Spreading Heat to a Local Heat Sink

When a two-phase device is needed yet cost is a driving factor, heat pipes can be used to spread heat to a local heat sink. A vapor chamber in either of these two applications will reduce the total heat sink delta-T by 4-9 oC . The improvement is due to the lower thermal resistance of a vapor chamber as well as the way it interfaces with the heat source (direct contact). Note that both these examples use a solid copper spreader that attaches to the heat source, then heat moves to the heat pipes (indirect contact).


Flat Heat Pipes Used to Spread Heat to a Local Heat Sink


Heat Pipe Specifications & Tolerances

The theoretical operating temperature limits of sintered copper water heat pipes are 0-250 oC, although in practice heat pipes don’t really start to operate until around 20 oC. Below 0 oC, the water freezes within the sintered wick structure but causes no damage due to expansion as the amount of liquid is so small. For example, a typical 6mm heat pipe that’s 150mm in length contains about 1cc of water.

A quick note on heat pipe reliability. Heat pipes have been extensively tested for decades. Their typical lifespan is at least 20 years and can go through thousands of freeze-thaw cycles without damage. Heat pipe failure is most likely to occur A) due to poor manufacturing processes and B) as a result of exposure to unplanned conditions: corrosive substances and unintended physical damage are the most common. Celsia mitigates the first cause of failure by helium testing every heat pipe for leakage and Qmax performance. The second cause of failure can be addressed by nickel plating the heat pipe.


List of tests performed on heat pipes and heat sink assemblies

Celsia Heat Pipe & Heat Sink Testing


The below chart provides heat pipe specifications and tolerances. Please contact us with any additional questions.


Heat Pipe Specifications & Tolerances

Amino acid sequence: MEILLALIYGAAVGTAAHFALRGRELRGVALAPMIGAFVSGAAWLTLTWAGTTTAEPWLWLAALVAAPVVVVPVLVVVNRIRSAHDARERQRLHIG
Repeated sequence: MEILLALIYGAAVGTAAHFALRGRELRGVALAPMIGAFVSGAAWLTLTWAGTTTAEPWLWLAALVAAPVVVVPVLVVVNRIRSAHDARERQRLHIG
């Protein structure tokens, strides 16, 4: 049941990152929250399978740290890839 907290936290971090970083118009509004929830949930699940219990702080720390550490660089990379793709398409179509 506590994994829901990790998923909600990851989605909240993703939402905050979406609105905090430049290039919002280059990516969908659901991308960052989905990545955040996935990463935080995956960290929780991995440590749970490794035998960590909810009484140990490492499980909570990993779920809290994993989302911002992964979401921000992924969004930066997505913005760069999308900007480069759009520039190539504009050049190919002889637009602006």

Heat Pipe Performance

Heat pipe carrying capacity (Qmax) is a measure of the amount of heat in watts the device can carry. It is governed, mainly, by the capillary limit of the sintered wick material whose performance can be modified by varying the thickness and/or the porosity/permeability of the wick. However, there is no one ideal wick design. It changes depending on the application requirements.

Celsia’s online Heat Pipe Calculator provides performance information based on two wick designs: standard and performance. However, we regularly design custom wick structures to precisely match customer requirements. These include the ability to vary the wick structure from one portion of the heat pipe to the next. Please contact us if you require performance figures not presented here.

The charts below show output from the heat pipe calculator using the following user-selected parameters:

  • Heat Pipe Length: 200mm
  • Evaporator Length: 25mm
  • Condenser Length: 75mm
  • Wick Type: Standard
  • Operating Temperature: 60 oC

The first chart shows heat pipe carrying capacity (Qmax) vs Angle of Operation. At +90 degrees the evaporator is directly below the condenser, at –90 the reverse is true.


Use the Heat Pipe Calculator


Chart showing how heat pipe carrying capacity decreases as the heat pipe is required to work against gravity

Heat Pipe Carrying Capacity is Reduced When Required to Work Against Gravity


While this chart shows a nearly 90% drop-off in Qmax from +90 to -90 (standard wick), the accompanying table (not shown) gives the precise Qmax by angle. For instance, if the application requires the heat pipe to operate a no less than horizontal (0 degrees), an 8mm heat pipe will carry 62 watts of power from the heat source given the input parameters shown earlier.

The next chart (not shown) and associated table (shown) in the calculator has to do with the change in temperature (delta-T) from one end of the heat pipe to the other. This measurement is not actual length but effective length which is the heat pipe distance from the midpoint of the evaporator to the midpoint of the condenser.

Heat Pipe Thermal Resistance Calculation

Chart Used in Calculating Heat Pipe Thermal Resistance


To calculate heat pipe thermal resistance, divide its delta-T by the power input. By choosing an  8 mm heat pipe with input power of 40 oC the thermal resistance is 4.3/40 = 0.11 oC/W. Additionally, the heat pipe calculator provides the thermal conductivity for use as a necessary input to CFD programs like FloTherm. Visit this link for additional information on how to use the heat pipe calculator.